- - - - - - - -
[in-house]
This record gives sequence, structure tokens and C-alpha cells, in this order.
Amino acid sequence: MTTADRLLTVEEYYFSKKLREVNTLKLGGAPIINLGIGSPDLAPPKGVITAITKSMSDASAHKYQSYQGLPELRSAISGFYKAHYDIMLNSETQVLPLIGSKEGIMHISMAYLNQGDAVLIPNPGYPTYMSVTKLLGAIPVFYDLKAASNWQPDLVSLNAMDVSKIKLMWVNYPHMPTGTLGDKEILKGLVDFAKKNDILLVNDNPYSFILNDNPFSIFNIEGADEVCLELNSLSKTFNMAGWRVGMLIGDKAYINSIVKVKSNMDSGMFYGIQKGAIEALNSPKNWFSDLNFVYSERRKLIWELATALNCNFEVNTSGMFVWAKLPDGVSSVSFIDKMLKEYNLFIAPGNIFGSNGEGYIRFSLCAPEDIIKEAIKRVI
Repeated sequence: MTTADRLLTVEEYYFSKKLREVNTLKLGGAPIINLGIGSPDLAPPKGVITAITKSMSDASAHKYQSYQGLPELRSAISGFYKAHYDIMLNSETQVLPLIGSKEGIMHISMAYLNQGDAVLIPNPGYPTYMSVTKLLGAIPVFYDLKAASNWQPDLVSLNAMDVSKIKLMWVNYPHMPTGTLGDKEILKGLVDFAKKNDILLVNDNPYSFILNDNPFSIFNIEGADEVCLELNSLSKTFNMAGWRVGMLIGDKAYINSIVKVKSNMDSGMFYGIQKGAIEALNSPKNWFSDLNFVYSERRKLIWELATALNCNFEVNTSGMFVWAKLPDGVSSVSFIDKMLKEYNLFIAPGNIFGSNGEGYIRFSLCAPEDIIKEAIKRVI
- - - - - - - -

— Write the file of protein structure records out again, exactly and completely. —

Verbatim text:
[in-house]
This record gives sequence, structure tokens and C-alpha cells, in this order.
Amino acid sequence: MTTADRLLTVEEYYFSKKLREVNTLKLGGAPIINLGIGSPDLAPPKGVITAITKSMSDASAHKYQSYQGLPELRSAISGFYKAHYDIMLNSETQVLPLIGSKEGIMHISMAYLNQGDAVLIPNPGYPTYMSVTKLLGAIPVFYDLKAASNWQPDLVSLNAMDVSKIKLMWVNYPHMPTGTLGDKEILKGLVDFAKKNDILLVNDNPYSFILNDNPFSIFNIEGADEVCLELNSLSKTFNMAGWRVGMLIGDKAYINSIVKVKSNMDSGMFYGIQKGAIEALNSPKNWFSDLNFVYSERRKLIWELATALNCNFEVNTSGMFVWAKLPDGVSSVSFIDKMLKEYNLFIAPGNIFGSNGEGYIRFSLCAPEDIIKEAIKRVI
Repeated sequence: MTTADRLLTVEEYYFSKKLREVNTLKLGGAPIINLGIGSPDLAPPKGVITAITKSMSDASAHKYQSYQGLPELRSAISGFYKAHYDIMLNSETQVLPLIGSKEGIMHISMAYLNQGDAVLIPNPGYPTYMSVTKLLGAIPVFYDLKAASNWQPDLVSLNAMDVSKIKLMWVNYPHMPTGTLGDKEILKGLVDFAKKNDILLVNDNPYSFILNDNPFSIFNIEGADEVCLELNSLSKTFNMAGWRVGMLIGDKAYINSIVKVKSNMDSGMFYGIQKGAIEALNSPKNWFSDLNFVYSERRKLIWELATALNCNFEVNTSGMFVWAKLPDGVSSVSFIDKMLKEYNLFIAPGNIFGSNGEGYIRFSLCAPEDIIKEAIKRVI